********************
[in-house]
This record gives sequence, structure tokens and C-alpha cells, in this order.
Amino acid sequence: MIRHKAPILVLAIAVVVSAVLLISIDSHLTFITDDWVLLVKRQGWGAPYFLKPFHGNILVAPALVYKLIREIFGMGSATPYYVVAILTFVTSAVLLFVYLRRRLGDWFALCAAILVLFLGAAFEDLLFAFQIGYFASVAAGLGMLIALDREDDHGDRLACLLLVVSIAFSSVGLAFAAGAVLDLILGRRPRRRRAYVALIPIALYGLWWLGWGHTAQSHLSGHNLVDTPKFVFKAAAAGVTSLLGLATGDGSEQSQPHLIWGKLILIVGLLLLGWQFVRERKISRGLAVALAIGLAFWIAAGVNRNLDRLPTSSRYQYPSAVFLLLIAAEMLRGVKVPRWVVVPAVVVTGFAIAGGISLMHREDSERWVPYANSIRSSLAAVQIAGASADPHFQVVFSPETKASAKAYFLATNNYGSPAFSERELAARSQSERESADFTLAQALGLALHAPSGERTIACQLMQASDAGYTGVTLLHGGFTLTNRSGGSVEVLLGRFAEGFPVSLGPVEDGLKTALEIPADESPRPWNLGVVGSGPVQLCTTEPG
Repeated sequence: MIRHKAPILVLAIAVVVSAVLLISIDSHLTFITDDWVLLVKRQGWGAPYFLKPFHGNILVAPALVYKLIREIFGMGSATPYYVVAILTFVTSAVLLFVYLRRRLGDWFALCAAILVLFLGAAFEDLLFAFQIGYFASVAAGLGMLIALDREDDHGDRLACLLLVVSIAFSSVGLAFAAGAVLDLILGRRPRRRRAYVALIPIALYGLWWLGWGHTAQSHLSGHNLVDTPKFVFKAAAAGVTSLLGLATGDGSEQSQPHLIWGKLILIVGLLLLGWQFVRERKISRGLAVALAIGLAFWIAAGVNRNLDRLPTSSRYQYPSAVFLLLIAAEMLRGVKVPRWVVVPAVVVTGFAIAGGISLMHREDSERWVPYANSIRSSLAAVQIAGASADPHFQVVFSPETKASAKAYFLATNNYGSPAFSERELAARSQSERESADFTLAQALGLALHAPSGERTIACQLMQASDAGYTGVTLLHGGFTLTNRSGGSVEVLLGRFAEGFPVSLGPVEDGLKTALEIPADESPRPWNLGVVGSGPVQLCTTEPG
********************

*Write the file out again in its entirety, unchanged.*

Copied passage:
[in-house]
This record gives sequence, structure tokens and C-alpha cells, in this order.
Amino acid sequence: MIRHKAPILVLAIAVVVSAVLLISIDSHLTFITDDWVLLVKRQGWGAPYFLKPFHGNILVAPALVYKLIREIFGMGSATPYYVVAILTFVTSAVLLFVYLRRRLGDWFALCAAILVLFLGAAFEDLLFAFQIGYFASVAAGLGMLIALDREDDHGDRLACLLLVVSIAFSSVGLAFAAGAVLDLILGRRPRRRRAYVALIPIALYGLWWLGWGHTAQSHLSGHNLVDTPKFVFKAAAAGVTSLLGLATGDGSEQSQPHLIWGKLILIVGLLLLGWQFVRERKISRGLAVALAIGLAFWIAAGVNRNLDRLPTSSRYQYPSAVFLLLIAAEMLRGVKVPRWVVVPAVVVTGFAIAGGISLMHREDSERWVPYANSIRSSLAAVQIAGASADPHFQVVFSPETKASAKAYFLATNNYGSPAFSERELAARSQSERESADFTLAQALGLALHAPSGERTIACQLMQASDAGYTGVTLLHGGFTLTNRSGGSVEVLLGRFAEGFPVSLGPVEDGLKTALEIPADESPRPWNLGVVGSGPVQLCTTEPG
Repeated sequence: MIRHKAPILVLAIAVVVSAVLLISIDSHLTFITDDWVLLVKRQGWGAPYFLKPFHGNILVAPALVYKLIREIFGMGSATPYYVVAILTFVTSAVLLFVYLRRRLGDWFALCAAILVLFLGAAFEDLLFAFQIGYFASVAAGLGMLIALDREDDHGDRLACLLLVVSIAFSSVGLAFAAGAVLDLILGRRPRRRRAYVALIPIALYGLWWLGWGHTAQSHLSGHNLVDTPKFVFKAAAAGVTSLLGLATGDGSEQSQPHLIWGKLILIVGLLLLGWQFVRERKISRGLAVALAIGLAFWIAAGVNRNLDRLPTSSRYQYPSAVFLLLIAAEMLRGVKVPRWVVVPAVVVTGFAIAGGISLMHREDSERWVPYANSIRSSLAAVQIAGASADPHFQVVFSPETKASAKAYFLATNNYGSPAFSERELAARSQSERESADFTLAQALGLALHAPSGERTIACQLMQASDAGYTGVTLLHGGFTLTNRSGGSVEVLLGRFAEGFPVSLGPVEDGLKTALEIPADESPRPWNLGVVGSGPVQLCTTEPG